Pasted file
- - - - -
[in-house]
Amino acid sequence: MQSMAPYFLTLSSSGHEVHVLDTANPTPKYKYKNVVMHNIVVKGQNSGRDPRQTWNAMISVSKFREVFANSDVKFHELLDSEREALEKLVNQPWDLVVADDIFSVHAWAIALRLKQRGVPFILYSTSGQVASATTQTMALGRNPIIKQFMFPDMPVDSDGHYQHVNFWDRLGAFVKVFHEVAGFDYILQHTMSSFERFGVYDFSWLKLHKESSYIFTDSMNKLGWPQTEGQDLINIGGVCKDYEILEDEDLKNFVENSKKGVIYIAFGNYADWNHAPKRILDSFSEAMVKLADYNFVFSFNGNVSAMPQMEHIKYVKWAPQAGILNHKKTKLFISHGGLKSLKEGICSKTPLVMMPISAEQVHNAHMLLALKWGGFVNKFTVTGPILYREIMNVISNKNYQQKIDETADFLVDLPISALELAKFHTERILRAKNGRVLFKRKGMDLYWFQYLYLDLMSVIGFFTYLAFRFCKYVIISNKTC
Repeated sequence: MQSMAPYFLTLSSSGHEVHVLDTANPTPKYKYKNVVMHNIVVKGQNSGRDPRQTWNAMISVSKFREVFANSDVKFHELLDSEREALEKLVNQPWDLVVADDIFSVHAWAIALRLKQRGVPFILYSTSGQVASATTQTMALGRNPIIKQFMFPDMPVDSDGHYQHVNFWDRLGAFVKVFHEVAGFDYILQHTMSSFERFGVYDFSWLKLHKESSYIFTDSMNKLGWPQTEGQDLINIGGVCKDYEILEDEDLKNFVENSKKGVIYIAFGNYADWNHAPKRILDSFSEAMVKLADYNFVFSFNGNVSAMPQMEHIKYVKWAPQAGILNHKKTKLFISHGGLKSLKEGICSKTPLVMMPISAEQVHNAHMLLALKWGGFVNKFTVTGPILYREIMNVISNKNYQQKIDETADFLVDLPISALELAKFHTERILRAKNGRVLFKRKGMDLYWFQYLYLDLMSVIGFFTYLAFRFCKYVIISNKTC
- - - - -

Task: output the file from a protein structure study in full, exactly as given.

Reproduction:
[in-house]
Amino acid sequence: MQSMAPYFLTLSSSGHEVHVLDTANPTPKYKYKNVVMHNIVVKGQNSGRDPRQTWNAMISVSKFREVFANSDVKFHELLDSEREALEKLVNQPWDLVVADDIFSVHAWAIALRLKQRGVPFILYSTSGQVASATTQTMALGRNPIIKQFMFPDMPVDSDGHYQHVNFWDRLGAFVKVFHEVAGFDYILQHTMSSFERFGVYDFSWLKLHKESSYIFTDSMNKLGWPQTEGQDLINIGGVCKDYEILEDEDLKNFVENSKKGVIYIAFGNYADWNHAPKRILDSFSEAMVKLADYNFVFSFNGNVSAMPQMEHIKYVKWAPQAGILNHKKTKLFISHGGLKSLKEGICSKTPLVMMPISAEQVHNAHMLLALKWGGFVNKFTVTGPILYREIMNVISNKNYQQKIDETADFLVDLPISALELAKFHTERILRAKNGRVLFKRKGMDLYWFQYLYLDLMSVIGFFTYLAFRFCKYVIISNKTC
Repeated sequence: MQSMAPYFLTLSSSGHEVHVLDTANPTPKYKYKNVVMHNIVVKGQNSGRDPRQTWNAMISVSKFREVFANSDVKFHELLDSEREALEKLVNQPWDLVVADDIFSVHAWAIALRLKQRGVPFILYSTSGQVASATTQTMALGRNPIIKQFMFPDMPVDSDGHYQHVNFWDRLGAFVKVFHEVAGFDYILQHTMSSFERFGVYDFSWLKLHKESSYIFTDSMNKLGWPQTEGQDLINIGGVCKDYEILEDEDLKNFVENSKKGVIYIAFGNYADWNHAPKRILDSFSEAMVKLADYNFVFSFNGNVSAMPQMEHIKYVKWAPQAGILNHKKTKLFISHGGLKSLKEGICSKTPLVMMPISAEQVHNAHMLLALKWGGFVNKFTVTGPILYREIMNVISNKNYQQKIDETADFLVDLPISALELAKFHTERILRAKNGRVLFKRKGMDLYWFQYLYLDLMSVIGFFTYLAFRFCKYVIISNKTC